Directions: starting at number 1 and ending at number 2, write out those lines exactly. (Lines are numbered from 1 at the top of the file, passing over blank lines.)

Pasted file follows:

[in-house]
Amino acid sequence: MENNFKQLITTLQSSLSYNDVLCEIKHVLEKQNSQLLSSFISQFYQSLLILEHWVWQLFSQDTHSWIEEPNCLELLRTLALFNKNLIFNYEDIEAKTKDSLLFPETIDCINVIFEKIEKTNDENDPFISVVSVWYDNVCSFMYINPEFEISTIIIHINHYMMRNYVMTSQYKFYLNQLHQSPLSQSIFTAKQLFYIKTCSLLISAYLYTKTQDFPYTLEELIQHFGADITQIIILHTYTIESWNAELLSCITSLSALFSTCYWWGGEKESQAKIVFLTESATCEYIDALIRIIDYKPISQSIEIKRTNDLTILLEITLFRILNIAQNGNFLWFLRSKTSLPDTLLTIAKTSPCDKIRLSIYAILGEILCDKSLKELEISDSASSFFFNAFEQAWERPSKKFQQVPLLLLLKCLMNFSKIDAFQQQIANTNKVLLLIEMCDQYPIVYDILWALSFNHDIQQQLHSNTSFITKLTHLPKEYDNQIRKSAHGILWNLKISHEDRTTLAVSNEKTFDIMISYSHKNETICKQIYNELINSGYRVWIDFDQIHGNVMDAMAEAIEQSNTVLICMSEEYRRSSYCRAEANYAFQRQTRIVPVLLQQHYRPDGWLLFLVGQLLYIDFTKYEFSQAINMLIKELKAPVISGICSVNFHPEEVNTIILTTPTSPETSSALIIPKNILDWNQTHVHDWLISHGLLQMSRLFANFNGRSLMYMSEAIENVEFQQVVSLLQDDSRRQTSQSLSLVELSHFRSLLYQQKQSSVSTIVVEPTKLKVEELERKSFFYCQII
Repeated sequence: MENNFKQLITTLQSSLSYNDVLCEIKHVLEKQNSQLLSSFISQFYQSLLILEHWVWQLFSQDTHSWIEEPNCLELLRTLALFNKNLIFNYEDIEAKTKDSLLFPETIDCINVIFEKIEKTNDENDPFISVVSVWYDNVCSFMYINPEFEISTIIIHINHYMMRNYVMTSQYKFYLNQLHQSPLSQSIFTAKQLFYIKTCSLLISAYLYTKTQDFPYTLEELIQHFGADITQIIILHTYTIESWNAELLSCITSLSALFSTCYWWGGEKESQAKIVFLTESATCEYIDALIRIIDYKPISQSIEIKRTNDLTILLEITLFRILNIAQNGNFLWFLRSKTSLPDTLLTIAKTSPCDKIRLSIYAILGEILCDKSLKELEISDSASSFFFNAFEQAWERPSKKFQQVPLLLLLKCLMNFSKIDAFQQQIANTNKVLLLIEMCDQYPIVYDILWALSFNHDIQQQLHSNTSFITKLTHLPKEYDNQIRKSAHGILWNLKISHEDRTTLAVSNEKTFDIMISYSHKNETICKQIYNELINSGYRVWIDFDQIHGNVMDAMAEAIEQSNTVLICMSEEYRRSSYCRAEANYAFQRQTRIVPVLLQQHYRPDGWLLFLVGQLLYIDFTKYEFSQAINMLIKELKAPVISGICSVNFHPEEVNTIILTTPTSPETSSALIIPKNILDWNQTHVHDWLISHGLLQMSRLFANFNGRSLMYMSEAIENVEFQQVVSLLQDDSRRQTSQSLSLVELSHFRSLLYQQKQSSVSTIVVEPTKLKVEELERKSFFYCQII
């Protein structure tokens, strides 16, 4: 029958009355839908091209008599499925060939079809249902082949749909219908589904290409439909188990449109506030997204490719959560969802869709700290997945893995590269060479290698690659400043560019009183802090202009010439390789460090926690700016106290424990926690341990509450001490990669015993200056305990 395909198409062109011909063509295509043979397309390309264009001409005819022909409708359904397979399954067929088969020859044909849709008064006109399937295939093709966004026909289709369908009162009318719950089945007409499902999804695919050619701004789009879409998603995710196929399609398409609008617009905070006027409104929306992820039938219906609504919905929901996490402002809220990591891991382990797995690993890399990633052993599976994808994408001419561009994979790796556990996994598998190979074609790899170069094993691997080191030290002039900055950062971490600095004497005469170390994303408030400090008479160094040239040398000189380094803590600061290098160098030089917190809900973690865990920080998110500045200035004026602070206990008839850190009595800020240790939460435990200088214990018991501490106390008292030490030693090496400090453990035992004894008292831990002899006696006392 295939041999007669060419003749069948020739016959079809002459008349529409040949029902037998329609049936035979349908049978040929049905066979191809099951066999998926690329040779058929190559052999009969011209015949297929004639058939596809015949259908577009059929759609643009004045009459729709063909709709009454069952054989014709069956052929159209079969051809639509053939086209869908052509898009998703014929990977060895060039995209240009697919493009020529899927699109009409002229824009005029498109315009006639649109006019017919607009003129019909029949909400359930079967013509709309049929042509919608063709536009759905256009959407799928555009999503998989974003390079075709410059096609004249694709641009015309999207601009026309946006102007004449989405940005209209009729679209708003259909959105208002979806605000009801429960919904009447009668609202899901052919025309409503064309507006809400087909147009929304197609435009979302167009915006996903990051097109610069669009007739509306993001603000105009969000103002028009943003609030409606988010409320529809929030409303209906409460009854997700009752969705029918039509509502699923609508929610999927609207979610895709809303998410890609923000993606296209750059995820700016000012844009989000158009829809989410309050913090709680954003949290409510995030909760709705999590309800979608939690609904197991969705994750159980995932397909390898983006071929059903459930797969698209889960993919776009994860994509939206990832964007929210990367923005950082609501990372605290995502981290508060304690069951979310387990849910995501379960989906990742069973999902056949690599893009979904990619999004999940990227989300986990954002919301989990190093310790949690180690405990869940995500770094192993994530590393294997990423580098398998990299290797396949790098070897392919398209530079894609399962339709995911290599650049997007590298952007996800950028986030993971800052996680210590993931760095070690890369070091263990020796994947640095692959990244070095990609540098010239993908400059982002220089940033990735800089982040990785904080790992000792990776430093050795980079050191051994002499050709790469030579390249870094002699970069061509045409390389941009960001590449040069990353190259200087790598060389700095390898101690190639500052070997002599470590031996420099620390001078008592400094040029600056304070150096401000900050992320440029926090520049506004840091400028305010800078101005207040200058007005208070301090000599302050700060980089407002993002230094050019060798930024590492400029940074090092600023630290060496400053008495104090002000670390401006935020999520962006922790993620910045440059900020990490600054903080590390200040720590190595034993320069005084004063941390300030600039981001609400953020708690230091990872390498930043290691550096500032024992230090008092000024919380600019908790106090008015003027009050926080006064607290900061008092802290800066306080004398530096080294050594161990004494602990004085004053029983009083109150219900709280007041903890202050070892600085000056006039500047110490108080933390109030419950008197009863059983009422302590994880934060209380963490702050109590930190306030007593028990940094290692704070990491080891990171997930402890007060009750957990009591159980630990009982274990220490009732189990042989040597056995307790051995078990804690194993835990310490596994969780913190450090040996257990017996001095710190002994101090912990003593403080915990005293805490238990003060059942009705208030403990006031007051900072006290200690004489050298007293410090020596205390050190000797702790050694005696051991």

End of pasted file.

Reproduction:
[in-house]
Amino acid sequence: MENNFKQLITTLQSSLSYNDVLCEIKHVLEKQNSQLLSSFISQFYQSLLILEHWVWQLFSQDTHSWIEEPNCLELLRTLALFNKNLIFNYEDIEAKTKDSLLFPETIDCINVIFEKIEKTNDENDPFISVVSVWYDNVCSFMYINPEFEISTIIIHINHYMMRNYVMTSQYKFYLNQLHQSPLSQSIFTAKQLFYIKTCSLLISAYLYTKTQDFPYTLEELIQHFGADITQIIILHTYTIESWNAELLSCITSLSALFSTCYWWGGEKESQAKIVFLTESATCEYIDALIRIIDYKPISQSIEIKRTNDLTILLEITLFRILNIAQNGNFLWFLRSKTSLPDTLLTIAKTSPCDKIRLSIYAILGEILCDKSLKELEISDSASSFFFNAFEQAWERPSKKFQQVPLLLLLKCLMNFSKIDAFQQQIANTNKVLLLIEMCDQYPIVYDILWALSFNHDIQQQLHSNTSFITKLTHLPKEYDNQIRKSAHGILWNLKISHEDRTTLAVSNEKTFDIMISYSHKNETICKQIYNELINSGYRVWIDFDQIHGNVMDAMAEAIEQSNTVLICMSEEYRRSSYCRAEANYAFQRQTRIVPVLLQQHYRPDGWLLFLVGQLLYIDFTKYEFSQAINMLIKELKAPVISGICSVNFHPEEVNTIILTTPTSPETSSALIIPKNILDWNQTHVHDWLISHGLLQMSRLFANFNGRSLMYMSEAIENVEFQQVVSLLQDDSRRQTSQSLSLVELSHFRSLLYQQKQSSVSTIVVEPTKLKVEELERKSFFYCQII